The musical's story concludes that the likely killer was the factory janitor Jim Conley, the key witness against Frank at the trial. The villains of the piece are the ambitious and corrupt prosecutor Hugh Dorsey (later the governor of Georgia and then a judge) and the rabid, anti-semitic publisher Tom Watson (later elected a U.S. senator). Prince and Uhry emphasized the evolving relationship between Frank and his wife Lucille.[3] Their relationship shifts from cold to warm in songs like "Leo at Work/What am I Waiting For?," "You Don't Know This Man," "Do it Alone," and "All the Wasted Time". The poignancy of the couple, who fall in love in the midst of adversity, is the core of the work. It makes the tragic outcome the miscarriage of justice even more disturbing.[4]

The show was Brown's first Broadway production. His music, according to critic Charles Isherwood, has "subtle and appealing melodies that draw on a variety of influences, from pop-rock to folk to rhythm and blues and gospel."[3]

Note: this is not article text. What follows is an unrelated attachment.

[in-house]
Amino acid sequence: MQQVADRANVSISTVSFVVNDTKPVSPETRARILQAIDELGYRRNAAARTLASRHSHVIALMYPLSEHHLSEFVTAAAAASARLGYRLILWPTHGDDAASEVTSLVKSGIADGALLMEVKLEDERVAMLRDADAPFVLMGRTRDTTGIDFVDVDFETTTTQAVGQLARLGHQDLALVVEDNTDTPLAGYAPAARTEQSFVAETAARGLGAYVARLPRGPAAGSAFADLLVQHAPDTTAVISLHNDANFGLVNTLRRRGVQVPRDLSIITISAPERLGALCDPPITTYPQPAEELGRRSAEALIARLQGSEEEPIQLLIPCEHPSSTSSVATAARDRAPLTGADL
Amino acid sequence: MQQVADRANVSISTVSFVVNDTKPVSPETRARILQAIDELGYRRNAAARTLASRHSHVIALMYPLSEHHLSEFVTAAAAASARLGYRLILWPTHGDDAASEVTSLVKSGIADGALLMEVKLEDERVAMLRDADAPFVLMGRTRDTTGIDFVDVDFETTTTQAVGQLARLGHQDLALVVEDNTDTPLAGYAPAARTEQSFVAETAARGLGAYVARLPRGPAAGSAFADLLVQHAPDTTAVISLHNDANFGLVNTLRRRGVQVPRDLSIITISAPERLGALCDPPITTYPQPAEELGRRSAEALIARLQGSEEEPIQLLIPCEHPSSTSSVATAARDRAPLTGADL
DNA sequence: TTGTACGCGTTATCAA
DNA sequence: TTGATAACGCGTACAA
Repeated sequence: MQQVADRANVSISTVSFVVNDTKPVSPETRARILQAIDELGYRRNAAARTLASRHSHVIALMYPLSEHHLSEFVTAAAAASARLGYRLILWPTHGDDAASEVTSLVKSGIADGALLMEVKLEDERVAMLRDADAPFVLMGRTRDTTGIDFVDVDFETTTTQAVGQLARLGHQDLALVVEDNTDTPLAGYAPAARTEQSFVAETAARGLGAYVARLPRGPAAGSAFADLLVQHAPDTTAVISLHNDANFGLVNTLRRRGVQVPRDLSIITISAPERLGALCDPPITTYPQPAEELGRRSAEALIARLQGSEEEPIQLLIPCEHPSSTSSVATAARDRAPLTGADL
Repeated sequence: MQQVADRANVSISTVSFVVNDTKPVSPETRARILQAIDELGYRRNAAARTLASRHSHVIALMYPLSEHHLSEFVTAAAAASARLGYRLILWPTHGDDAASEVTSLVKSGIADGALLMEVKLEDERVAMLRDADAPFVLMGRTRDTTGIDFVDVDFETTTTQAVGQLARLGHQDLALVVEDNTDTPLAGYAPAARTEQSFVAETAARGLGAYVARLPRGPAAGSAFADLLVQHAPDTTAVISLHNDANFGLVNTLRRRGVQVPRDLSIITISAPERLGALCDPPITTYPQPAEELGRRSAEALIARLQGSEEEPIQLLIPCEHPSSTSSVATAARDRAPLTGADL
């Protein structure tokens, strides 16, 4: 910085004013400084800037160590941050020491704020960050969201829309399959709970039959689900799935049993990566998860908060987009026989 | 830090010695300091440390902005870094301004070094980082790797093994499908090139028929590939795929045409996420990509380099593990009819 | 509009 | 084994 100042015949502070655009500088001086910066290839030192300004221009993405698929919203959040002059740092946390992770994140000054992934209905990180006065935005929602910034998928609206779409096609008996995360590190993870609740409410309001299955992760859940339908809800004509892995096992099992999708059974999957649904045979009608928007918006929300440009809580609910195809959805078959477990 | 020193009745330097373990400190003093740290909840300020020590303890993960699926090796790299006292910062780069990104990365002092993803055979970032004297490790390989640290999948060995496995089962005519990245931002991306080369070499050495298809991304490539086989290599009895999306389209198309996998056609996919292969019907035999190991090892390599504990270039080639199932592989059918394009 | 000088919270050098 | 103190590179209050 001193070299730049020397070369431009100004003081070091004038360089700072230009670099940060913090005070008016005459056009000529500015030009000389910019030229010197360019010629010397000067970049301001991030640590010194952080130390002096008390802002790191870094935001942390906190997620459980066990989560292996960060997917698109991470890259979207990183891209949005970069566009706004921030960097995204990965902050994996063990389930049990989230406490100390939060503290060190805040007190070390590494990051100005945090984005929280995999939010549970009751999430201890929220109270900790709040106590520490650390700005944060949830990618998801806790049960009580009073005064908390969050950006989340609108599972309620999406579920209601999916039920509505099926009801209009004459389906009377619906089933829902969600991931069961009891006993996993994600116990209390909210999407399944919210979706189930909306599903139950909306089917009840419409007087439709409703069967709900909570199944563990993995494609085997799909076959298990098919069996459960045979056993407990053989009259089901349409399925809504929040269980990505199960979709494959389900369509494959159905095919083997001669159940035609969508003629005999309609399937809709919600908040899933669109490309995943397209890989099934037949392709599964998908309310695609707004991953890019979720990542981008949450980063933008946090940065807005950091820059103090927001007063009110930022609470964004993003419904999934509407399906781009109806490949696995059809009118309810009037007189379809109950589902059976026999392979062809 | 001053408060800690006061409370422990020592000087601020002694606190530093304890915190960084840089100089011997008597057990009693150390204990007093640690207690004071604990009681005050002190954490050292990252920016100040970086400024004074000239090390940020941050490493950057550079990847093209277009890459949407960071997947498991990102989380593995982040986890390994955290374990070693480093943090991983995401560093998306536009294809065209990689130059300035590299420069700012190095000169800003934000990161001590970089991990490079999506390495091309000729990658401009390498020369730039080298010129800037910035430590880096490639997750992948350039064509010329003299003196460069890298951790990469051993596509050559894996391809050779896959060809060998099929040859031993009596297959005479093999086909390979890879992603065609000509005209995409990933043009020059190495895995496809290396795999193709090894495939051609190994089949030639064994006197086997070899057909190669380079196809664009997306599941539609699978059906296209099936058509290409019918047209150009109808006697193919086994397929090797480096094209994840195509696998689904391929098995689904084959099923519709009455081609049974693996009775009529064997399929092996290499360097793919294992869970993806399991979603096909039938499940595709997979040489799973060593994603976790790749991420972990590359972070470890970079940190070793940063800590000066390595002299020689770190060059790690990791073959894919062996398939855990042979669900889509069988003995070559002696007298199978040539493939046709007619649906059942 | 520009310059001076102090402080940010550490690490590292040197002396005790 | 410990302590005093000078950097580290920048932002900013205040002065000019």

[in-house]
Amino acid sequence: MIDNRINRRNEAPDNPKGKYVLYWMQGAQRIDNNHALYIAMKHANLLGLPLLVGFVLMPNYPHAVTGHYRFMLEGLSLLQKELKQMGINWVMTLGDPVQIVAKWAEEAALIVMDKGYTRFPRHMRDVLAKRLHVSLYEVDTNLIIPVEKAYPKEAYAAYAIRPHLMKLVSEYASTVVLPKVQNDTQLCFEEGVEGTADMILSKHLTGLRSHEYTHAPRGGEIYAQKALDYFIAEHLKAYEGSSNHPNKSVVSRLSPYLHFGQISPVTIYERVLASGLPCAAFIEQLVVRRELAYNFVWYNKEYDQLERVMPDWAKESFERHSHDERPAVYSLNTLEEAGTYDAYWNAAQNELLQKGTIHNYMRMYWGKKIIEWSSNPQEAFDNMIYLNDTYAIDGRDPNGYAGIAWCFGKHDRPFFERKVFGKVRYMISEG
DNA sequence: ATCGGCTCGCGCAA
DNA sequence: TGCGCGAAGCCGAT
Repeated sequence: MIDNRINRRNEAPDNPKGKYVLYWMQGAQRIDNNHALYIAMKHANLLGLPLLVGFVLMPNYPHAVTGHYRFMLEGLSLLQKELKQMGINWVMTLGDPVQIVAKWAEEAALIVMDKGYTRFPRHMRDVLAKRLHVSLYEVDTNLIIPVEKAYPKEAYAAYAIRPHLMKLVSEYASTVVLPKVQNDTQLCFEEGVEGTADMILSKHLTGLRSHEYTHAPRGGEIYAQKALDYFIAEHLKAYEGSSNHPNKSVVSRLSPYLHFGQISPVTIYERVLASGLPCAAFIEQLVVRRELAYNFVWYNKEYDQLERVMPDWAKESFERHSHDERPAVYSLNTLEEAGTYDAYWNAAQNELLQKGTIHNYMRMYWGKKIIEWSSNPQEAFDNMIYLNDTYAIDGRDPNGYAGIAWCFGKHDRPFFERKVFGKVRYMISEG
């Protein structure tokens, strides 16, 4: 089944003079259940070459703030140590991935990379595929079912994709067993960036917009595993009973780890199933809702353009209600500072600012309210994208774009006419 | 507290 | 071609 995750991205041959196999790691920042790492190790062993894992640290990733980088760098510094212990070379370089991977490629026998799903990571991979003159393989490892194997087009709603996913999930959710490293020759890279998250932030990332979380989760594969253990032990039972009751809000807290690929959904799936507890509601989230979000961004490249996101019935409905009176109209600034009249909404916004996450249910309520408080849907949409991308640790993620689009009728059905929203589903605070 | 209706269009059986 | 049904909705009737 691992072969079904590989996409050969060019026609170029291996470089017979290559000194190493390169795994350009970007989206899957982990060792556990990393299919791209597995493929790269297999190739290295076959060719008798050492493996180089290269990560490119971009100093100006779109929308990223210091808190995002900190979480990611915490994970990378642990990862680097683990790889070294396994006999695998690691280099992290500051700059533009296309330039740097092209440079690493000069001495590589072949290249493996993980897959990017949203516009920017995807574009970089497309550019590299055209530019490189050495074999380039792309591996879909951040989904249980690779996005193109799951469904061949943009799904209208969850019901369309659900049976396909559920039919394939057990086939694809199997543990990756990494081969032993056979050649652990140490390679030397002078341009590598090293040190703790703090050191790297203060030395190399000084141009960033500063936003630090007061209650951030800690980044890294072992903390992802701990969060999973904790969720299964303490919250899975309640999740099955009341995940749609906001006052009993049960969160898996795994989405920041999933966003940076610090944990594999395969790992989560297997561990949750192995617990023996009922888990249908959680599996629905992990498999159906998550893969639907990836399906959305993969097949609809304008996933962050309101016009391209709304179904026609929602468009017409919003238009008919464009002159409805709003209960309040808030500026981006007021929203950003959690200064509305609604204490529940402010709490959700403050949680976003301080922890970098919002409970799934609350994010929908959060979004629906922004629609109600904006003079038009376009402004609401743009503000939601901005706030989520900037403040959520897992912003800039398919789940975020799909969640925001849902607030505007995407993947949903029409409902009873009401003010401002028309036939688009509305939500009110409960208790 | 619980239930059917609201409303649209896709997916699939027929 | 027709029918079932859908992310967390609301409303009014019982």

The musical opens in Marietta, Georgia, in the time of the American Civil War. The sounds of drums herald the appearance of a young Confederate soldier, bidding farewell to his sweetheart as he goes to fight for his homeland. The years pass and suddenly it is 1913. The young soldier has become an old one-legged veteran who is preparing to march in the annual Confederate Memorial Day parade ("The Old Red Hills of Home"). As the Parade begins ("The Dream of Atlanta"), Leo Frank, a Yankee Jew from Brooklyn, NYC, is deeply uncomfortable in the town in which he works and lives, feeling out of place due to his Judaism and his college education ("How Can I Call This Home?"). His discomfort is present even in his relationship with his wife, Lucille, who has planned an outdoor meal spoiled by Leo's decision to go into work on a holiday. Meanwhile, two local teens, Frankie Epps and Mary Phagan, ride a trolley car and flirt. Frankie wants Mary to go to the picture show with him, but Mary playfully resists, insisting her mother will not let her ("The Picture Show"). Mary leaves to collect her pay from the pencil factory managed by Leo.